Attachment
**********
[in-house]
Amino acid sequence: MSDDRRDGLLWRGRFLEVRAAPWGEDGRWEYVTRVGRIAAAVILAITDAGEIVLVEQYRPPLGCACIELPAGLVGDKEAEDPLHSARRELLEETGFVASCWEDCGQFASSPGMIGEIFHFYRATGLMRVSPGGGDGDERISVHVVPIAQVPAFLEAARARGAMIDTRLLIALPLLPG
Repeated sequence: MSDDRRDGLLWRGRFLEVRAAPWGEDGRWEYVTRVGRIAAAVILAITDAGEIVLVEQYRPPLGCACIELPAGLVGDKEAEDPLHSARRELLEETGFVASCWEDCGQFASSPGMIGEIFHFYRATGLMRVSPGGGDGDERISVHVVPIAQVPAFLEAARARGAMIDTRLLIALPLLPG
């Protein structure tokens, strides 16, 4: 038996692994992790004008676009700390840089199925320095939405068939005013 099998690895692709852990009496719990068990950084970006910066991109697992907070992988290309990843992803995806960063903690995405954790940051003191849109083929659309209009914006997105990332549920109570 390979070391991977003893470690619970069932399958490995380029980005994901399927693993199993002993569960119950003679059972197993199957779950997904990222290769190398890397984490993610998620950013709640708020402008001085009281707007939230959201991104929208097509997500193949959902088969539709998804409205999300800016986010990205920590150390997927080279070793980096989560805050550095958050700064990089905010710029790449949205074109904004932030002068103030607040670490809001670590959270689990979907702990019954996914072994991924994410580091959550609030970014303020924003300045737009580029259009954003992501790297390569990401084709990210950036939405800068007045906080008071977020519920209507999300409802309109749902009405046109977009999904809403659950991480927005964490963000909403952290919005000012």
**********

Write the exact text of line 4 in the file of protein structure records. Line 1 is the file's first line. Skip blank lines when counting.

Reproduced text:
């Protein structure tokens, strides 16, 4: 038996692994992790004008676009700390840089199925320095939405068939005013 099998690895692709852990009496719990068990950084970006910066991109697992907070992988290309990843992803995806960063903690995405954790940051003191849109083929659309209009914006997105990332549920109570 390979070391991977003893470690619970069932399958490995380029980005994901399927693993199993002993569960119950003679059972197993199957779950997904990222290769190398890397984490993610998620950013709640708020402008001085009281707007939230959201991104929208097509997500193949959902088969539709998804409205999300800016986010990205920590150390997927080279070793980096989560805050550095958050700064990089905010710029790449949205074109904004932030002068103030607040670490809001670590959270689990979907702990019954996914072994991924994410580091959550609030970014303020924003300045737009580029259009954003992501790297390569990401084709990210950036939405800068007045906080008071977020519920209507999300409802309109749902009405046109977009999904809403659950991480927005964490963000909403952290919005000012």